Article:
Format:Mass Market Paperback
So...I should begin by saying, I'm a fan. I know that at this point all her books are the same. A Blond, green eyed, plain faced, unsophisicated country girl head over heels in love with a dark, brooding, malboro man. Yet and still....she amuses me. I like the fights, I look forward to the break ups and make ups (even if theyre all the same)...but this book....was justt....not OKAY!
Its like shes not even trying any more. Like Norah Hess (another author who although shamlessly predictable is entertaining), Miss Palmer has seem to have lost the Love in the love story. I have read all of her books, and I really must say, this was soooo disapointing, and was way to short to reedeem itself. least the covers pretty
5 of 6 people found the following review helpful
3.0 out of 5 stars Same old same old 4 Nov. 2007
By Kathleen T. Guerin - Published on
Format:Mass Market Paperback
I have read Diana Palmer books for years and some of her writing is really good and heartwarming. In the past few years, the quality of her work has steadily decreased. I rated this book three stars because it is right in line with her last 10 to 15 titles. I thought the one star reviews were a little harsh. Ivy and Stuart's romance starts off as most Palmer books do: a makeout session that allows the characters to realize they love each other, but it also inevitably tears them apart. Some sort of crisis (a death in her family and the notorious Jacobsville drug cartel - haha) brings them back together and then they get married. Yes, her plots, heroes, and heroines tend to be dated and hard to believe...but that's what makes her Diana Palmer. I guess I am always hoping that she will reclaim some of her former magic and really impress with the next book...or the next...or the next. Sigh.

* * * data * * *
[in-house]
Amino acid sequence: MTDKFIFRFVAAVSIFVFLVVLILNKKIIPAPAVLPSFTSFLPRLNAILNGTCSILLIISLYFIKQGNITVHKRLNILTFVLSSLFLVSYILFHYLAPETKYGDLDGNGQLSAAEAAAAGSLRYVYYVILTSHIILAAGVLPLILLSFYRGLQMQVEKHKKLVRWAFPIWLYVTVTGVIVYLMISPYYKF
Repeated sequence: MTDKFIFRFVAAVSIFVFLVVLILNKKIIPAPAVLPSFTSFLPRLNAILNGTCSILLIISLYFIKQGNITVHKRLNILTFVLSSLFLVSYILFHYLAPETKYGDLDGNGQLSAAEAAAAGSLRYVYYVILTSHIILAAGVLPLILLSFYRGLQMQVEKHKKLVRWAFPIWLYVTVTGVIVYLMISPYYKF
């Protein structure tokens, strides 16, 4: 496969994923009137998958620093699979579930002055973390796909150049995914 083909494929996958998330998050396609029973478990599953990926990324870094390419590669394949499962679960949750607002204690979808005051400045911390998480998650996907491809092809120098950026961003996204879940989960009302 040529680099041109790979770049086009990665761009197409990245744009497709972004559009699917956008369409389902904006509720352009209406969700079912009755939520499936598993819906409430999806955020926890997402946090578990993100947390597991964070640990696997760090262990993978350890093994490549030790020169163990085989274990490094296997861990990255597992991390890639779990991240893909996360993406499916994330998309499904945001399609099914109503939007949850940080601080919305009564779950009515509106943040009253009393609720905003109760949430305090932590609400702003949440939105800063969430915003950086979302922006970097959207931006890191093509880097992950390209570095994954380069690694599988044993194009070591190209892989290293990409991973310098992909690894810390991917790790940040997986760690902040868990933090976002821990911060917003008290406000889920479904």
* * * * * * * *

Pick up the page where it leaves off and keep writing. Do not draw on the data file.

14 of 19 people found the following review helpful